What’s so bad about tracking?
Calorie counting apps often give you generic numerical goals based on your height, weight, gender and age, but they don’t account for other things that influence your intake such as your unique microbiome, genetics, , environment, lifestyle, and body composition. Your needs also change day to day, so following the same calorie goal every day can set you up to underfuel on some days.
Another thing is that the FDA actually allows a 20% margin of error on food labels so people find themselves worrying (and even obsessing) over numbers that aren’t even 100% accurate. Lastly, calorie counting can be stressful to maintain when life gets busy, which can lead to feelings of failure if you’re not able to “stick to it”.
So if calorie or macro counting isn’t the answer, then what is?
To practice gentle nutrition, you can try using a hunger log where you note what you eat throughout the day and how your body responds in terms of hunger and fullness while also monitoring symptoms like energy levels, mood, digestion and more. This is a process we use with our 1-1 clients, but you can get your own copy of the hunger log here.
3. Planned meal and snack timing that fits your own schedule
It can be confusing to find a way of eating that works for you. Some people say 2 big meals a day is best while others advocate for 6 small meals. The beauty of intuitive eating for performance is that you get to use trial and error and figure out what works best for you and your lifestyle without the influence of other people’s opinions or lived experiences.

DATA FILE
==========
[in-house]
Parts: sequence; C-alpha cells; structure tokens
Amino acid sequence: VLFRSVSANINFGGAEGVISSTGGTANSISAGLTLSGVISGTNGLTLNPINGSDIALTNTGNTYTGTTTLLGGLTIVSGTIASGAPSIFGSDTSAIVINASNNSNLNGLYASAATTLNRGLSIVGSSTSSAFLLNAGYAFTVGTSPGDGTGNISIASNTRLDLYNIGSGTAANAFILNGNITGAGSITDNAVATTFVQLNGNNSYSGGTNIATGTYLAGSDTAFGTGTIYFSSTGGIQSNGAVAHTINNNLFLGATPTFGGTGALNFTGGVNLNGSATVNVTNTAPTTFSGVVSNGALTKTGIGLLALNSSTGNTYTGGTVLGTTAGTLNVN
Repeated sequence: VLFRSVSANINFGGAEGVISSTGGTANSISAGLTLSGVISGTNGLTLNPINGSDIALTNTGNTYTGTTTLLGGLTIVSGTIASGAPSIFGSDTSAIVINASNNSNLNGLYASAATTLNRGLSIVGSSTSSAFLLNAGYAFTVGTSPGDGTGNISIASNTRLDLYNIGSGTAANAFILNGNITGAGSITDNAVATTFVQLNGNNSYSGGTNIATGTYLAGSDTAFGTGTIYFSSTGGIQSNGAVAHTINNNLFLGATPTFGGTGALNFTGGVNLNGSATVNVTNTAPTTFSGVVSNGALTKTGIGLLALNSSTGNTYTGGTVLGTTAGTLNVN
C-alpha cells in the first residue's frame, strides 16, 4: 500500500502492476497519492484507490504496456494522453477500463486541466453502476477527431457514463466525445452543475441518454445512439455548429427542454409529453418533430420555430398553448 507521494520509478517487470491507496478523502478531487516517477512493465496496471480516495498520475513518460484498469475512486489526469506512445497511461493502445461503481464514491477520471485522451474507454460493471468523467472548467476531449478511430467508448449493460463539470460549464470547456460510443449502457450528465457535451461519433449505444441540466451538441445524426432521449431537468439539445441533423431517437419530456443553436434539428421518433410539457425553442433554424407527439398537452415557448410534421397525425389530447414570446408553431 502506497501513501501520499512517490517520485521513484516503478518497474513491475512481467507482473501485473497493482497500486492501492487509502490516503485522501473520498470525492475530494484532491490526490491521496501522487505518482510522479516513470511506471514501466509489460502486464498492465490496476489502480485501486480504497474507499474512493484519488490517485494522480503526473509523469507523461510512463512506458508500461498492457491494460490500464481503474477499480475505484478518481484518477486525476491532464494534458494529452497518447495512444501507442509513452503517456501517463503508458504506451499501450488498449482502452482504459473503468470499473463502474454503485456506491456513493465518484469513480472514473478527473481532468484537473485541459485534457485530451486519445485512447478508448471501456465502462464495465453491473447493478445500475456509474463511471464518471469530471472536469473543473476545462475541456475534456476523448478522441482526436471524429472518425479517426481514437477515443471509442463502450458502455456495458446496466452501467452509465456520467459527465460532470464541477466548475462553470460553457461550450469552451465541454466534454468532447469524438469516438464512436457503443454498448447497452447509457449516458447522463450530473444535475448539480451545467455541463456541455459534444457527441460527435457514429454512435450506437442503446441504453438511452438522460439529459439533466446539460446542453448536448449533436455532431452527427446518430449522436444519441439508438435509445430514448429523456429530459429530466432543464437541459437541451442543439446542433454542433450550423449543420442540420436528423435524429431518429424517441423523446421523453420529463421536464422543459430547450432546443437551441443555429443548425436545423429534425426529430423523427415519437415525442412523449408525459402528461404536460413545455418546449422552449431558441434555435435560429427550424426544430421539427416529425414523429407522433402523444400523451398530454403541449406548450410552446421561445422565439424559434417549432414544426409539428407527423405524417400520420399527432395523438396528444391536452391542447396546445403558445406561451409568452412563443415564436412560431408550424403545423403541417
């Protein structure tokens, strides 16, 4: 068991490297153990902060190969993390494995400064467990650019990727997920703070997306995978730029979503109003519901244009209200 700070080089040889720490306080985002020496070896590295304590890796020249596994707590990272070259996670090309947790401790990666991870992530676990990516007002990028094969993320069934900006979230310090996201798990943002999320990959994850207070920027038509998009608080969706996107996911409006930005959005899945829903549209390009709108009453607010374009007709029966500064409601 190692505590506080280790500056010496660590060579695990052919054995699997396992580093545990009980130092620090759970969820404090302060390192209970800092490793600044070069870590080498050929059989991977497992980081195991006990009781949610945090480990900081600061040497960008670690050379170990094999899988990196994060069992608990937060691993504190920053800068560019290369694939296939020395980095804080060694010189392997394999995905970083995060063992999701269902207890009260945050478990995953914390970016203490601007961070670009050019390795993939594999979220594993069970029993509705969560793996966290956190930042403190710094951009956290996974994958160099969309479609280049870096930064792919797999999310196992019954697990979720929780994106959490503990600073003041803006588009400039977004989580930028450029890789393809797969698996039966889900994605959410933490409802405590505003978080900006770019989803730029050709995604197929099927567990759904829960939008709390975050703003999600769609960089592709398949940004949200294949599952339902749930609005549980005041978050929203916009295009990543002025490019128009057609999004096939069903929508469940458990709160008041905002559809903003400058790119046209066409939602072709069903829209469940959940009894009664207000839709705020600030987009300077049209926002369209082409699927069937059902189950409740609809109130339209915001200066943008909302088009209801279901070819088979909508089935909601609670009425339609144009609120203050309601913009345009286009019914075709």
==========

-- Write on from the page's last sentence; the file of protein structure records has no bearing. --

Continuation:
As mentioned above, a great tool to help you figure out your best eating pattern is the hunger/fullness log. For added assistance, especially with a busy and active schedule, working with a dietitian is recommended.
4. Adequate pre and post workout nutrition
There’s no denying that adequate pre and post workout nutrition plays a role in maintaining optimal energy levels and promoting muscle recovery. However, your fueling plan should be unique to you and should include foods that make you feel your best, and that you also enjoy.
Pre-workout fueling: Ideally your pre-workout fuel consists of easy to digest carbohydrates as this is the main fuel source used during intense workouts. However, if you are eating over an hour before the workout other nutrients may be included as well.
For more information on pre-workout fuel check out these Instagram posts below:
Post-workout fueling: This usually means a meal or snack emphasizing both protein and carbs. You’ll want to focus on eating enough to replenish your body after workout, but not so much that you feel sick.
For more information on post-workout fuel check out these Instagram posts below:
5. Stay hydrated
Hydration is such an important part of gentle nutrition for performance because if we aren’t hydrated then this can mess with our ability to tune into our hunger cues. The best way to monitor hydration is through the color of your urine. You want to aim to be pale/straw yellow, if it’s darker you need more fluids! Another thing to consider is replenishing electrolytes if your workout is longer than 60 minutes or if you’re a heavy sweater.
You can learn more about hydration for performance through the following resources:
6. Emphasize nutrients for performance & muscle recovery